June 6th marks the 70th anniversary of D-Day and the Battle at Normandy and Omaha Beach. On June 6, 1944, 160,000 Allied troops landed along a 50 mile stretch of beach on the French Coast to fight Nazi Germany. General Dwight D. Eisenhower said of the operation that it was a crusade in which “we will accept nothing less than full victory.” By the end of the day the Allied forces gained control of the heavily fortified beach. But the cost was more than 4000 young lives.
This past September, Alan Weinschel of Temple Sinai of Roslyn, visited Normandy Beach with his wife. They were overcome by emotions when they approached the cemetery and saw the vastness of over 9000 markers with the names and ages of the young men who lost their lives. Their eyes started to focus on the markers with Jewish stars on the top. As he described in his article, The Normandy Kaddish Project on ReformJudaism.org, Alan and his wife started to notice the rocks and even coins left at some of the graves, a reminder that someone visited the site. But there were so many graves left untouched – no rocks or coins of those who came to visit them. They realized there were many whose names are no longer on the lips of those who came after. Many of these young men never had a chance to have a family of their own. But we are their family.
Each week, we recite the names of those in our congregation and in our families who we remember this Shabbat and over the next week. And then I say, ‘we stand together as we remember those who are no longer with us – for those who gave their lives al Kiddush ha’shem, for the sanctification of God’s holy name and for those who have no one to say Kaddish for them. For they are a part of our family.’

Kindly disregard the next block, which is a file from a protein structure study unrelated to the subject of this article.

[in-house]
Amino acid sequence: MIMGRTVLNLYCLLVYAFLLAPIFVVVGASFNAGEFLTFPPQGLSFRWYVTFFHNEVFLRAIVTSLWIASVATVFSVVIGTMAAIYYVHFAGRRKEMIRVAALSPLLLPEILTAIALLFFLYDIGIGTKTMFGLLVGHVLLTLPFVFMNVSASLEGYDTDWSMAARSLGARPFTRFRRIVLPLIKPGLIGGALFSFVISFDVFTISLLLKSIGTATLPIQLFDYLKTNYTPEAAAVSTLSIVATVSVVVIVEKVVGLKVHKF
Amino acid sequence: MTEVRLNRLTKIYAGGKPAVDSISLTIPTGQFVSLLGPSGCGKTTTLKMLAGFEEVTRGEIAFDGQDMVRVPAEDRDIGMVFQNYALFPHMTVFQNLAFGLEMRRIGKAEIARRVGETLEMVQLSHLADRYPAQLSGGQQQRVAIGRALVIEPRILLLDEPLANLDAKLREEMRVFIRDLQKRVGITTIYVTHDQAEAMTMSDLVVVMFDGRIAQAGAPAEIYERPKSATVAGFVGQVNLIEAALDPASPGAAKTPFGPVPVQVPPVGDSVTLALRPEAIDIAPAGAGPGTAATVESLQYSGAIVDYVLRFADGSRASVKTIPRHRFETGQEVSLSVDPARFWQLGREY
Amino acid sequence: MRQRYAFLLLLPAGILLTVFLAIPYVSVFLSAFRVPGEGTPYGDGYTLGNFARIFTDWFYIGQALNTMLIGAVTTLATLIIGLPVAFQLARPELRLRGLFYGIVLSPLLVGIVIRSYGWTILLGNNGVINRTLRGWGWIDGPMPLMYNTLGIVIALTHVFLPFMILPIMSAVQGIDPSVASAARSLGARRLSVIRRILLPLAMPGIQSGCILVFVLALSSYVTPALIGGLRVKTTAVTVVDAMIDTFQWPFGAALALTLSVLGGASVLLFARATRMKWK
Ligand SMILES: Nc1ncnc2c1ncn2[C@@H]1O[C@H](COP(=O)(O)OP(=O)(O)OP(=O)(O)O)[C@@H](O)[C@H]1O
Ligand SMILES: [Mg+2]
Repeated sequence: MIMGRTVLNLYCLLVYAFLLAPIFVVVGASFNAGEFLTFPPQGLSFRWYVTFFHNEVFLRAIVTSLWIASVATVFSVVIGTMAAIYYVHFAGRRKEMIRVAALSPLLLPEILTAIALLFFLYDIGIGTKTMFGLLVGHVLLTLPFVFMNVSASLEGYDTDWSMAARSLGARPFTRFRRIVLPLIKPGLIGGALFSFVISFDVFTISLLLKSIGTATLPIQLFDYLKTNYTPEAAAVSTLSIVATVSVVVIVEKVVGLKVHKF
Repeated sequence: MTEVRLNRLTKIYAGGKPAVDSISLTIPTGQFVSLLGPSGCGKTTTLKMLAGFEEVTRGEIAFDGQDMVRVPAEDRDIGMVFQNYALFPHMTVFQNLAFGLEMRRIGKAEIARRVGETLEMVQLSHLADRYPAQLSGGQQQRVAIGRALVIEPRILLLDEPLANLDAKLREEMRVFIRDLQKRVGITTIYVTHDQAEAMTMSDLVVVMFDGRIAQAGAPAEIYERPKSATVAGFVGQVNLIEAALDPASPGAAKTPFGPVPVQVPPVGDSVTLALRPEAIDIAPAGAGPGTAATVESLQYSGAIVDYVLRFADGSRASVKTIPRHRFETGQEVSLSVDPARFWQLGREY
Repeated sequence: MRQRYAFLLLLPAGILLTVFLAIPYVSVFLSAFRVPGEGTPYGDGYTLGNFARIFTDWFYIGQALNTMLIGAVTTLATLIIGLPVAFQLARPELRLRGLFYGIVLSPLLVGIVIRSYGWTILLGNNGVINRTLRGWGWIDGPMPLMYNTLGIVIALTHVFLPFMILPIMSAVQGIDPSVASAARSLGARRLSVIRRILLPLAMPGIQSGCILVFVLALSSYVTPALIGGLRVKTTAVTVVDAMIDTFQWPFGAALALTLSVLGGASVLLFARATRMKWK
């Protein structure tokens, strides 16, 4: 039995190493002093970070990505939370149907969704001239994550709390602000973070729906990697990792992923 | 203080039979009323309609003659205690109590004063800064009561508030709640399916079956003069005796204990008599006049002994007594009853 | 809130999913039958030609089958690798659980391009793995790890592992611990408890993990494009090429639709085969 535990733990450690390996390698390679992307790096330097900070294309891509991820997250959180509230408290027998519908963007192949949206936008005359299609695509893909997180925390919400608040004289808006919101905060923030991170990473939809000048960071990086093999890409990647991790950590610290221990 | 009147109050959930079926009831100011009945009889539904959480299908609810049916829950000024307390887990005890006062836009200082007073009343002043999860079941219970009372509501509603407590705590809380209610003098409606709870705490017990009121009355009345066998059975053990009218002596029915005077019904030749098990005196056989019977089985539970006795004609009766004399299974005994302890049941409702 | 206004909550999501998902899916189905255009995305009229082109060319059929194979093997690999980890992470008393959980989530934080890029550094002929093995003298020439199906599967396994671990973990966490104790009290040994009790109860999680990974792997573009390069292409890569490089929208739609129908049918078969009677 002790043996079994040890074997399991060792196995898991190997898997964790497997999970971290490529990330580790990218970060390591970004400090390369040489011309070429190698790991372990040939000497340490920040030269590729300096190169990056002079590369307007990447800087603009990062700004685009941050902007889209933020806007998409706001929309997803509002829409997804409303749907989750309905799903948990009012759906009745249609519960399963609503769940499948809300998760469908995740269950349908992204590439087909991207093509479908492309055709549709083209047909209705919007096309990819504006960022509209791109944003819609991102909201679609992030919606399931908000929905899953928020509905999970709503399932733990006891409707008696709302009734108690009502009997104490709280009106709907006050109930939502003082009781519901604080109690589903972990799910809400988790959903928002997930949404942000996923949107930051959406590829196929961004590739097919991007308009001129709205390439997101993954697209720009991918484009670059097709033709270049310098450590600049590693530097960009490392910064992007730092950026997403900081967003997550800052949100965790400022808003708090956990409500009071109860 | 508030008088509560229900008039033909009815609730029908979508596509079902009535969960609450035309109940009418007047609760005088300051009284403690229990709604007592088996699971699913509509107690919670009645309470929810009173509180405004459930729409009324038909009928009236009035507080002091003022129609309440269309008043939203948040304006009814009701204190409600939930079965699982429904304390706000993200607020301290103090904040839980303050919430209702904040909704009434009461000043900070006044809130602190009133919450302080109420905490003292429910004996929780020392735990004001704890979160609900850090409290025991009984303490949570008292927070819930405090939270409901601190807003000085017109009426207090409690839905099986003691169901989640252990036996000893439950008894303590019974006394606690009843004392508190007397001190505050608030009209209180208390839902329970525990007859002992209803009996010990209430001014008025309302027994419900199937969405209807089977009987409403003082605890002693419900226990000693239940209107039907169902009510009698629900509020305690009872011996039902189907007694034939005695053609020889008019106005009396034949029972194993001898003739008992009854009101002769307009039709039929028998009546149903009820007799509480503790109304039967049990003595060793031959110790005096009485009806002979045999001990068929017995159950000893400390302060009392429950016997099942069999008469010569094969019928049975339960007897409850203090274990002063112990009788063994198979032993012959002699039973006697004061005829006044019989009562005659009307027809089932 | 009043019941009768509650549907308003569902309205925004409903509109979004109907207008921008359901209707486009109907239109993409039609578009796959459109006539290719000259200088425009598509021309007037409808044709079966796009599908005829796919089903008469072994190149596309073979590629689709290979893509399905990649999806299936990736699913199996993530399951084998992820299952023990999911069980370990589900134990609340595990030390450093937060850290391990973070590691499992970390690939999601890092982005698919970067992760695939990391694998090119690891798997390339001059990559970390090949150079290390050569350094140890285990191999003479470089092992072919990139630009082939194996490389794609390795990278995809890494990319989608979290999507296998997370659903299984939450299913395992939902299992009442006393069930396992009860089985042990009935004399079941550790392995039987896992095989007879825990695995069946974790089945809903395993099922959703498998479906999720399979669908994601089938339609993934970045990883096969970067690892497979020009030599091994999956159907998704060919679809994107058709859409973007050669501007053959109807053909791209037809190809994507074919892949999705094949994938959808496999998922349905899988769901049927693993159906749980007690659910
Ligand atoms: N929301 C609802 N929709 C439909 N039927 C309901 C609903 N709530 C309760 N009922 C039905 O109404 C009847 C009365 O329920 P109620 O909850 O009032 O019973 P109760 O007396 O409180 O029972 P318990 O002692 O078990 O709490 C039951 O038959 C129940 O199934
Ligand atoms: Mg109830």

70 years ago 4000 men gave their lives and we know that at least 149 of them were Jewish. It is possible that more were more, but these are the names we have. These are the men who we take into our hearts with our own, for they may not have anyone to say Kaddish for them. They are the heroes who stormed a beach to protect our freedom and to fight one of the greatest evils against our people that we’ve known in our present history. They deserve to be remembered as do all of those who have served our country and died for our freedom.
This Shabbat, when we rise to say Kaddish for our loved ones let us take these men into our hearts as well and ensure that they are not forgotten. And may their memory be a blessing.
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